An interferometric approach to the measurement of the diffuse light from optical surfaces and systems
Images of astronomical sources are affected by stray light produced in the Earth atmosphere and in the telescope optics. The stray light causes a cross-talk phenomenon between intensity and spectral distribution at the image plane. As far as telescope stray light is concerned, its amount largely depends on the finish grade of telescope optics. Available techniques to measure the finish grade of optical components include the accurate profilometry of the surfaces and the usage of star simulators. Referring to digital phase-shift interferometry, a novel technique is presented where the diffuse light is evaluated after speckle field statistics. This technique may be easily used to give an a priori estimate of telescope stray light. At the exit pupil of a measuring interferometer, partially developed speckle patterns are produced by reflection or transmission of the probe beam on the optics under test. The standard deviation of the field distribution is shown to account for the stray light at the image plane by Fourier transform. The technique is demonstrated on a set of selected samples of different surface finish. Results prove the approach suited to qualify single optical components and to properly model their imaging properties. The application of the speckle technique to functioning reflecting telescopes is also discussed.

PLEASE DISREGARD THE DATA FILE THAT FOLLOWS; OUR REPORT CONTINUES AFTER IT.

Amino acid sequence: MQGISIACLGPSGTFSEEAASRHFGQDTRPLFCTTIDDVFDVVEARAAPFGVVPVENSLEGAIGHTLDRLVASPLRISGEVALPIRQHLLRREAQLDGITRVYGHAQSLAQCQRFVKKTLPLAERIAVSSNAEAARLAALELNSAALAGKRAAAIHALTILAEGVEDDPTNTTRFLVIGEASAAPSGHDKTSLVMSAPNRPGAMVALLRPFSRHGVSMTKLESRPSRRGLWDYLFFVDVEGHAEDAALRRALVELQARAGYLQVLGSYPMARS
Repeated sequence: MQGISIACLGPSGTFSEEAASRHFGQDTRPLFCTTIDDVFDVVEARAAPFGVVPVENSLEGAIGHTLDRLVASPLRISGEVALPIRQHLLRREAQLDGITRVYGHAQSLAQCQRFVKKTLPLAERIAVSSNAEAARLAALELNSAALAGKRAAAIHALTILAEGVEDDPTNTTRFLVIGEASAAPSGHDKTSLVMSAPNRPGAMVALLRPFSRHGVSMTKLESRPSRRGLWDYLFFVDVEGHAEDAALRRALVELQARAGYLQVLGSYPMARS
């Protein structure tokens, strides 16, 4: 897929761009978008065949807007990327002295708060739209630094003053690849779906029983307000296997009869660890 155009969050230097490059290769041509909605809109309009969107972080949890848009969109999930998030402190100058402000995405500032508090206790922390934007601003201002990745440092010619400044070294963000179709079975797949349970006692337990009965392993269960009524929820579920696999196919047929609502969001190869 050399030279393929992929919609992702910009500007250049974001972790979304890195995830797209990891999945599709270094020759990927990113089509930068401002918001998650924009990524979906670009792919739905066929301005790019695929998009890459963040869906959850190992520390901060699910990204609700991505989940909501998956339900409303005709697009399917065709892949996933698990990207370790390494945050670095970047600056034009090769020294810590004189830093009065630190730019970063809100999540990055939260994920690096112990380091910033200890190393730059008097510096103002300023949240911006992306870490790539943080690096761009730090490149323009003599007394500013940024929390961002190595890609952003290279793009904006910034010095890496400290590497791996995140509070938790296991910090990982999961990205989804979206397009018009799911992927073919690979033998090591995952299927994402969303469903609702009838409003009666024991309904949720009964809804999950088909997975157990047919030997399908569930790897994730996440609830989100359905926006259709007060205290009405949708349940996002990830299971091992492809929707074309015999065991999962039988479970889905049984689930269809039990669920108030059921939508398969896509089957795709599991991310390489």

Astronomy and Astrophysics
- Pub Date:
- September 1993
- stray light - instrumental scattering